That said, is Marche agreeing with the statement he quotes, which claims that "men will have to give up their precious erections?" To appearances, Marche was willing to journey back forty years to find a statement sufficiently peculiar and unhelpful.

Due to the peculiar logical form of Marche's paragraph, it's hard to know what Marche is actually asserting there; this general problem persists throughout his insufficiently flaccid effort. Only at the New York Times would some editor read this piece and fail to see that, as composed, it's silly, loud, unhelpful, fuzzy, self-glorying, stupid and dumb. If it's Sunday, work like this is perfect for the Review!

That said, the New York Times is a very dumb newspaper. It may be hard to grasp this fact, given the powerful branding which persistently signals the opposite. That said, it's the dumbness of Fausset's profile of the Nazi sympathizer or Nazi which most stood out to us.

All in all, the New York Times is a Hamptons-based social club which includes a wide array of strikingly slow learners. Tomorrow we'll turn to the Fausset profile and show you what we mean.

21 comments:

  1. Somerby routinely engages in a peculiar form of straw man argument in order to regularly call the NY Times dumb.

    First he takes very literally something that is obviously figurative language. Second he lifts such usages out of context in order to ridicule them. In so doing, he violates conventions of language that permit us to communicate without lawyerese, without inserting so many qualifiers we would never get to any point.

    When Marche states his generality about men, no one should assume he means ALL men. But Somerby does. When he says they are "quite literally" unbelievable, no one should assume he means all the time, in every circumstance, without exception, unbelievable. But Somerby does. When Dworkin talks about those flaccid penises, she is at the end of a lengthy argument about male/female relationships in which she has describes coercive elements that are inherent to such relationships, making them akin to rape and making male penetration an act of violence. She did not mean and did not say, and did not even imply she considered such relationships to be rape. Marche borrows Dworkin's remark for its irony, but Somerby takes it seriously (literally and out of context).

    I suppose Somerby didn't think to do that Nexus search on the word koan. It is the travesty of adding "ic" to make it into a modifier that makes it scarce, but language evolves. As every linguist knows, it is not prescriptive, no matter how much Somerby wants to complain about high-falutin' New York usage.

    I wish Somerby would stop reading the paper on Sundays. His anti-intellectualism is tedious. We shouldn't even be talking at all, given the depraved species we are.

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    1. If the Times isn't dumd, then wht do they pay Maureen Dowd to write her drivel?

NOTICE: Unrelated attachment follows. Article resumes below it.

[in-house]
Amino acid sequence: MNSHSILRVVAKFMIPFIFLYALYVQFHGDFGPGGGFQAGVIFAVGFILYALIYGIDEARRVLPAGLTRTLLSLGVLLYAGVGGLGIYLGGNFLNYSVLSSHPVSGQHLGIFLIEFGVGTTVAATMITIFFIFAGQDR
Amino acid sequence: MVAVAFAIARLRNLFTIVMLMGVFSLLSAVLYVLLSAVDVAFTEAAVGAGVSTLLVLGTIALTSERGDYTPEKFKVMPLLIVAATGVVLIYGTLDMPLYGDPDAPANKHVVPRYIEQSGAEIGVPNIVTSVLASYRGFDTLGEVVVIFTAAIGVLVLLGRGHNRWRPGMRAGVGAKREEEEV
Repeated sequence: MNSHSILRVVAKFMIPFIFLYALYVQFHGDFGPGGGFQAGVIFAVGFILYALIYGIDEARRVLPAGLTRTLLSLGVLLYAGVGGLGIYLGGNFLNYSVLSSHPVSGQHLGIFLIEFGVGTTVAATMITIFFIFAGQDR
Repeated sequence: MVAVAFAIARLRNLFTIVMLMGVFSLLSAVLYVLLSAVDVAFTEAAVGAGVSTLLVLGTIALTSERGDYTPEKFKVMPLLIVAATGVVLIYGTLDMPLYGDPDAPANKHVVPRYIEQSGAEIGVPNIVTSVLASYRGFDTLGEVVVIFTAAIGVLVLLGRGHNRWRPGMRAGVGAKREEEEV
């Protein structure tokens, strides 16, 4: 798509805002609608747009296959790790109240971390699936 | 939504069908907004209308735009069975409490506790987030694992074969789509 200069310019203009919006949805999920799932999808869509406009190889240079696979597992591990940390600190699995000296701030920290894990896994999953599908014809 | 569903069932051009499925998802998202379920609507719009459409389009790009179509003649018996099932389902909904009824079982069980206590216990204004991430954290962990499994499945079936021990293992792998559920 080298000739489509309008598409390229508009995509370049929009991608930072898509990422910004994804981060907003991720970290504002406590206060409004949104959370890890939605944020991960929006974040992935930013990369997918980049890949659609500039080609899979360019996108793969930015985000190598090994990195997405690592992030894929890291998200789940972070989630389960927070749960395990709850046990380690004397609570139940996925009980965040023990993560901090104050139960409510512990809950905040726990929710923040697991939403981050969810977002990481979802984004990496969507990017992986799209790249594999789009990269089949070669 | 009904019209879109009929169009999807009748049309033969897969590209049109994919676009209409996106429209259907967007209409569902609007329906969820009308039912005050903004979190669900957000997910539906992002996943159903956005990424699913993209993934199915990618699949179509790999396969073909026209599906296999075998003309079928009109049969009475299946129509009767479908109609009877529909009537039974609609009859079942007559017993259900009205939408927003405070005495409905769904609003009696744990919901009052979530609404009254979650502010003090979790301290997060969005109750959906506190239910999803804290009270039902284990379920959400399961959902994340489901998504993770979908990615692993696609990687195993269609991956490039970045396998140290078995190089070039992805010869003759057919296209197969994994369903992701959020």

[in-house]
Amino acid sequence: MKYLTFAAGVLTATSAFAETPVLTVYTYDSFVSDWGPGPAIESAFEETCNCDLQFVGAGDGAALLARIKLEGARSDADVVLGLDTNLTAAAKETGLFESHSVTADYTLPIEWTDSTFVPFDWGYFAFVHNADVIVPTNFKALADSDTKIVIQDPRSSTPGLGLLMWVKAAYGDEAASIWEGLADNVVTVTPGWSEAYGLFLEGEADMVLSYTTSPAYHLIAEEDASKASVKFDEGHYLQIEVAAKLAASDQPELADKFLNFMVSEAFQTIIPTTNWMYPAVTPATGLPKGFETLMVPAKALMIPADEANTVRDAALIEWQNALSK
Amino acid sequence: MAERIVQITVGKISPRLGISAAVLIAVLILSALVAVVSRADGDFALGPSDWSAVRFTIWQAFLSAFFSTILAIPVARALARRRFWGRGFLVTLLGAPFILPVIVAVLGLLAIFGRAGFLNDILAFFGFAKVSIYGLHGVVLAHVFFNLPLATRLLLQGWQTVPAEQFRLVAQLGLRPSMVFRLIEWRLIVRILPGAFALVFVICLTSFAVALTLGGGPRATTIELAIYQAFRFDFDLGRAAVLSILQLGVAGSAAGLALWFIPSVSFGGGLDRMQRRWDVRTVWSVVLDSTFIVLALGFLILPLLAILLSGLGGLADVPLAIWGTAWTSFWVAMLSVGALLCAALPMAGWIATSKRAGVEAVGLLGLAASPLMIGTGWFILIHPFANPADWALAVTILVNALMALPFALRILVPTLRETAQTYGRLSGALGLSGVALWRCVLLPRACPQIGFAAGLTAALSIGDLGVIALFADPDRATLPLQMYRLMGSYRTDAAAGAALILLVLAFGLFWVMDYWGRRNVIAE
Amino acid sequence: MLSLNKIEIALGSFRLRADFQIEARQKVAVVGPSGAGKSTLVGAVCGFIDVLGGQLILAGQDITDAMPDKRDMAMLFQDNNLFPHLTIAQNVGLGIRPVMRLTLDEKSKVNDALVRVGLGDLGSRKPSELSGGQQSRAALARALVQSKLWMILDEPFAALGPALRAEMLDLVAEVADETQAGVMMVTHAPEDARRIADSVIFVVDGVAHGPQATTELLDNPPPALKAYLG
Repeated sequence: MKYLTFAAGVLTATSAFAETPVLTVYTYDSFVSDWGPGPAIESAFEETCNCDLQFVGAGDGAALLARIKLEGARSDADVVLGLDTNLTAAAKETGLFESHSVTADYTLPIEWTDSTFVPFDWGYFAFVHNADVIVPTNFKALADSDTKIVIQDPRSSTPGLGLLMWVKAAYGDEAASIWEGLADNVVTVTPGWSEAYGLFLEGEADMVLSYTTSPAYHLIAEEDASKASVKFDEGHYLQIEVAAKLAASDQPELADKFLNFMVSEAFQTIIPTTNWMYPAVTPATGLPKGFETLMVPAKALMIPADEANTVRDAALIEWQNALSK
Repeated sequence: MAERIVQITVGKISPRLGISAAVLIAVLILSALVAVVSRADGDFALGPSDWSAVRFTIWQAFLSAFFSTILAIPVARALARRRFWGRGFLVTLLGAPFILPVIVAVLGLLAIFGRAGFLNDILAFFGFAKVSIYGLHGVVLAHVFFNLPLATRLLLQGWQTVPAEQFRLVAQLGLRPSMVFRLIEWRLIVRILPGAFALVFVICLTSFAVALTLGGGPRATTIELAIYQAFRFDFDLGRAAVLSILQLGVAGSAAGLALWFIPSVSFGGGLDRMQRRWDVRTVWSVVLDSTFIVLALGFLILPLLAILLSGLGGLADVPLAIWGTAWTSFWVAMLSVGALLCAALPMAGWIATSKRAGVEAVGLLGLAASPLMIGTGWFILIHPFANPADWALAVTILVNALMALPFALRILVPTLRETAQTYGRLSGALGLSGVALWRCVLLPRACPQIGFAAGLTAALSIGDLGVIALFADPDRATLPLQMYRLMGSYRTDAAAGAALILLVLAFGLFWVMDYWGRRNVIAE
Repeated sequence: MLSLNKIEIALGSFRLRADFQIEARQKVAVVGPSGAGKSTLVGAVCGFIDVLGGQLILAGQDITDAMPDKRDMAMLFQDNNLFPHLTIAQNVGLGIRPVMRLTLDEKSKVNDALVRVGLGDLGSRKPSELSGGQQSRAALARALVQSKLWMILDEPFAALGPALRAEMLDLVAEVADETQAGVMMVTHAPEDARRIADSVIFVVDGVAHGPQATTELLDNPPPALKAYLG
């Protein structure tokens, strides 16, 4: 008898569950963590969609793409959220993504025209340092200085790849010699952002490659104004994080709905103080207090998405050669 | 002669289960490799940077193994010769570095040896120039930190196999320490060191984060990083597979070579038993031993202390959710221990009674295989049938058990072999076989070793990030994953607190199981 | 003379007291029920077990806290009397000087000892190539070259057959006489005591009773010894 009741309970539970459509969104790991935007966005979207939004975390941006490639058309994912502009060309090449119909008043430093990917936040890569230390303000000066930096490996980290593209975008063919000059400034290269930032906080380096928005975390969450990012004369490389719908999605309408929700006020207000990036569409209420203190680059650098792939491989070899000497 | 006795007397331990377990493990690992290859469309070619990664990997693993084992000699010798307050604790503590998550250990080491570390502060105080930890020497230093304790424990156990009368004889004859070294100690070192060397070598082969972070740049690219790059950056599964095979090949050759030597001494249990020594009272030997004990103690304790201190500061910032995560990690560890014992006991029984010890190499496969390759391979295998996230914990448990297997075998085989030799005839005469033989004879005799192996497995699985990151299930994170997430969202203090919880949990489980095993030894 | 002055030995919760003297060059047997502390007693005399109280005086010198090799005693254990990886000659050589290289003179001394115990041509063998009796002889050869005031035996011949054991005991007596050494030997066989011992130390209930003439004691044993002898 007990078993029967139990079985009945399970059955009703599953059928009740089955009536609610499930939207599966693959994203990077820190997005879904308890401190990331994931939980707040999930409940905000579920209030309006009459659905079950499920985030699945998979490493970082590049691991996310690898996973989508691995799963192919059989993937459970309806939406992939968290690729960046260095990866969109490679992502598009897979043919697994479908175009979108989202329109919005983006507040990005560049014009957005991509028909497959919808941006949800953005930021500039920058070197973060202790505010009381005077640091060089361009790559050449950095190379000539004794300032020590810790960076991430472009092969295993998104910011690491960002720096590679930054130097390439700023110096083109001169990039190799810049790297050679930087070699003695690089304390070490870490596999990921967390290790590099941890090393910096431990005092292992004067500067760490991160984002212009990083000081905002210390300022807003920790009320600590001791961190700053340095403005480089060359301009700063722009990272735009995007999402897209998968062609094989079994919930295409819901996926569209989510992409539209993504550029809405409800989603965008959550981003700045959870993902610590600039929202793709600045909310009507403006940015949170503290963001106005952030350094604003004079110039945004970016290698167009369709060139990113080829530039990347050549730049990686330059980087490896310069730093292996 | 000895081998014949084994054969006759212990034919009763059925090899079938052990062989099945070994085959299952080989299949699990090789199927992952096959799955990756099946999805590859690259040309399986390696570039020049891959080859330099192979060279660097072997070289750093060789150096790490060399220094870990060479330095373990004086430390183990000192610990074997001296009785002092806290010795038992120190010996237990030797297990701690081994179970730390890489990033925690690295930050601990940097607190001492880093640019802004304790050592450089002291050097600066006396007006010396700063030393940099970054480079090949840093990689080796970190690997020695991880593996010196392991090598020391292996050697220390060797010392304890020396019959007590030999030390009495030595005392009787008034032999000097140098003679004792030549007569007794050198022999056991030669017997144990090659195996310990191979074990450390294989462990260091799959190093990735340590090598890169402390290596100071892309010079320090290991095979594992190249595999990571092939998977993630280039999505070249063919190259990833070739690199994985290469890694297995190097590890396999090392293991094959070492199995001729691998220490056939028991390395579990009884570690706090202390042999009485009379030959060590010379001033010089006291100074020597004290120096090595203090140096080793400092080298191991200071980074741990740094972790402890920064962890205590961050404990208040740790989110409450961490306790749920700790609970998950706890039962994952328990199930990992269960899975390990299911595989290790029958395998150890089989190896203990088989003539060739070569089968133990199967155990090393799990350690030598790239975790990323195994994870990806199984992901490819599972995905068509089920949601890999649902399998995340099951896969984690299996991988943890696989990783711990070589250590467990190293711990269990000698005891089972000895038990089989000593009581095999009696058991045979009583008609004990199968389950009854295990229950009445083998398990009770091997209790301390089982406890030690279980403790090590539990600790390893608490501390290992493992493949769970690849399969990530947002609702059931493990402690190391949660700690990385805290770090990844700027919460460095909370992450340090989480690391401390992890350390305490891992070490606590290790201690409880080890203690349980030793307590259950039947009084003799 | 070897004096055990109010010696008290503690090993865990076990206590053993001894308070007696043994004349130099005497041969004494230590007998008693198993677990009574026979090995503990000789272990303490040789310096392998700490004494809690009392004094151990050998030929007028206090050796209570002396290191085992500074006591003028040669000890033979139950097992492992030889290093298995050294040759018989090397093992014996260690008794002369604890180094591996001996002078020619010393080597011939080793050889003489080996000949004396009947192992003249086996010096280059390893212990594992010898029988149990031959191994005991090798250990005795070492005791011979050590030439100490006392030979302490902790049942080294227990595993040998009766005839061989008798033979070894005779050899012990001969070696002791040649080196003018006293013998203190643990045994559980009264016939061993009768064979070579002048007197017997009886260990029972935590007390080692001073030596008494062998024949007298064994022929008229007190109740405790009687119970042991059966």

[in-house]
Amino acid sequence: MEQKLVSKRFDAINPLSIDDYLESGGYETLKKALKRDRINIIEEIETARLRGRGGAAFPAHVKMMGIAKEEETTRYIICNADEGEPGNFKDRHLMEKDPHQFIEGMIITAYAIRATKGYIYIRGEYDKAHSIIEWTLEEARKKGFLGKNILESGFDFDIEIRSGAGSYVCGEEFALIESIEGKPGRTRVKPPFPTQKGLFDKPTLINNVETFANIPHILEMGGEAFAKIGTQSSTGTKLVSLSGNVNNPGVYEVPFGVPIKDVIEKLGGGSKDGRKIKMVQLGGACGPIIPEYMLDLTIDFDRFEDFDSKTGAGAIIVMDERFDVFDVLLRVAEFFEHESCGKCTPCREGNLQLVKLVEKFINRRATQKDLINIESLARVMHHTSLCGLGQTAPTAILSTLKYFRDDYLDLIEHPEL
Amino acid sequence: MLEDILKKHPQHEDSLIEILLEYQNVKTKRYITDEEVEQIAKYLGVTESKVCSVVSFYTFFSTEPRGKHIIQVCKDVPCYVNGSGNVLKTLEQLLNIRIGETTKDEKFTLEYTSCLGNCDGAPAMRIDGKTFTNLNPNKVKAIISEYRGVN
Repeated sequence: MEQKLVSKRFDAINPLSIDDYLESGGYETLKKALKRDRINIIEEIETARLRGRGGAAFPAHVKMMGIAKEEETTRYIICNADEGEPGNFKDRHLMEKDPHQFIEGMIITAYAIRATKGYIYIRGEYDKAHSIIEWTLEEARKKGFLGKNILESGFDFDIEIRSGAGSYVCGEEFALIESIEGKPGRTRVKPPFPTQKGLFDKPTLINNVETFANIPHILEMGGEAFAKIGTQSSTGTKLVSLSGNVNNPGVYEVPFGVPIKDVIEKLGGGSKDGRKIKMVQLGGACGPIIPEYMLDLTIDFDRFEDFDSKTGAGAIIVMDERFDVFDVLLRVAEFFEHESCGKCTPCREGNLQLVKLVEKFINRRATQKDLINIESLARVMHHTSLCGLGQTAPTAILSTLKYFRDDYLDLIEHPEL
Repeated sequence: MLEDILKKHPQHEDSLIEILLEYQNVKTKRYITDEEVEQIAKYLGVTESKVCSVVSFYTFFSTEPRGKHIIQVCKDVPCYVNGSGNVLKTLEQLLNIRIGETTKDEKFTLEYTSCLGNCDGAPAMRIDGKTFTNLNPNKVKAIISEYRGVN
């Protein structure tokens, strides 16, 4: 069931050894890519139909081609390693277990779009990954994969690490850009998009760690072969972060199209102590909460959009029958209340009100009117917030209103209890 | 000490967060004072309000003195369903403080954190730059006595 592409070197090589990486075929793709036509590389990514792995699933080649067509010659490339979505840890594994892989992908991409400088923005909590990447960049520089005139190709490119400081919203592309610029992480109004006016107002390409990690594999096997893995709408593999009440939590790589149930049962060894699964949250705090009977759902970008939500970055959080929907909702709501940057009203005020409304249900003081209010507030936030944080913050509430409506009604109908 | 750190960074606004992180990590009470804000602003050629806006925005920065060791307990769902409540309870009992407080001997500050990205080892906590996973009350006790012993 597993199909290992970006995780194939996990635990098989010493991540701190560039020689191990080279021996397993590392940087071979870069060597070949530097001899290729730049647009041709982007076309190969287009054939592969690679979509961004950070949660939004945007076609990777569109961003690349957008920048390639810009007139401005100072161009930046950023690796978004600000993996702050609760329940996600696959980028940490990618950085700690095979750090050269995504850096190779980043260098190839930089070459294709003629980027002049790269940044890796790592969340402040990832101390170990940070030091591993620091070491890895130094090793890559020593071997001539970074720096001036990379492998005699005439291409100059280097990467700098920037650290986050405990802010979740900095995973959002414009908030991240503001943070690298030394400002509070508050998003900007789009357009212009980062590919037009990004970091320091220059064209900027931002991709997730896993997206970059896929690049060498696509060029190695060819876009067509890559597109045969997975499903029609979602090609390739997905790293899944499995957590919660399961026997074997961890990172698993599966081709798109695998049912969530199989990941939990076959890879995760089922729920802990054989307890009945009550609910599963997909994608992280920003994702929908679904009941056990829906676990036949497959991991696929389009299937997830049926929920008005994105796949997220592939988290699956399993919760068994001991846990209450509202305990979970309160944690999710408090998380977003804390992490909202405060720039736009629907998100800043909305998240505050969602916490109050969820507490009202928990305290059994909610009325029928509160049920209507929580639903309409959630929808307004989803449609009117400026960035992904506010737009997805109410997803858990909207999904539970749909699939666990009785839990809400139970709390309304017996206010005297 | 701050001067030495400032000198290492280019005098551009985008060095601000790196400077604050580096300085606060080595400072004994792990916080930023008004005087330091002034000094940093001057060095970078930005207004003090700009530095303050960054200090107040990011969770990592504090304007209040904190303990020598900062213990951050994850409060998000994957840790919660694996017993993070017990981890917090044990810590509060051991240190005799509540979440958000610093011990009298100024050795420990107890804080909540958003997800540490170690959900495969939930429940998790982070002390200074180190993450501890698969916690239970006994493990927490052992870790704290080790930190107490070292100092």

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    2. My theory is they are trying to be representative and there is a segment of their readership that she reflects.

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    3. You don't appear to understand the difference between "men" and "some men". The article uses the term "men." If for example someone said women are stupid, most reasoning people would take offense and believe it meant all women.

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  2. Marche is expressing a disguised "boys will be boys" argument to complain about women's attempts to curb sexual harassment. His stylized expression conceals nothing. Somerby would probably agree with him if he weren't put off by the smugness.

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  3. Is anybody infantilizing the right more ardently than Bob Somerby? The little dears, it is only because they have been warned, reasoned with, laughed at, insulted, that they drag our country into the sewer; an acting out that seems born of affluence and privilege much more than struggle.
    As Barney Frank once remarked "we're sorry we hurt your feelings."
    One wonders if Bob, having tuned out all right wing media, has also tuned out the events of the day.

    This is a state of affairs theorized by Conservatives, purchased by conservatives, justified and viewed with smug pride by conservatives.

    The moral idiocy of letting them off the hook is Bob's dementia.

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  4. "All in all, the New York Times is a Hamptons-based social club which includes a wide array of strikingly slow learners."

    1. What's wrong with living in the Hamptons? It is a nice place to live.

    2. What is wrong with being a slow learner? Some of us can't help it. As long as we keep trying to learn, what's the beef? My mother taught me it wasn't nice to call people stupid.

    3. If Andrea Dworkin wrote a book about the violence of the male libido, is it really unexamined? Does it remain so if no one read her book, because feminist?

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  5. "We're no longer involved in press critique at this award-winning site."
    (TDH, Nov 25)

    "That said, the New York Times is a verydumb newspaper" (today...and every day since 1998)

    "Once you disregard our own millennia of self-praise, what kinds of creatures are we "humans" really? What tiny skills do we really possess?" (TDH, Nov 27)

    Everybody stupid...except your humble("we're just saying"), brilliant, Harvard-educated, 69-year-old foolosophy-major blogger. Did we mention he hobnobbed with future Vice Presidents and Hollywood elites while attending that east coast bastion of boneheaded liberal "professors" who just ain't real smart? Has he created any jobs lately?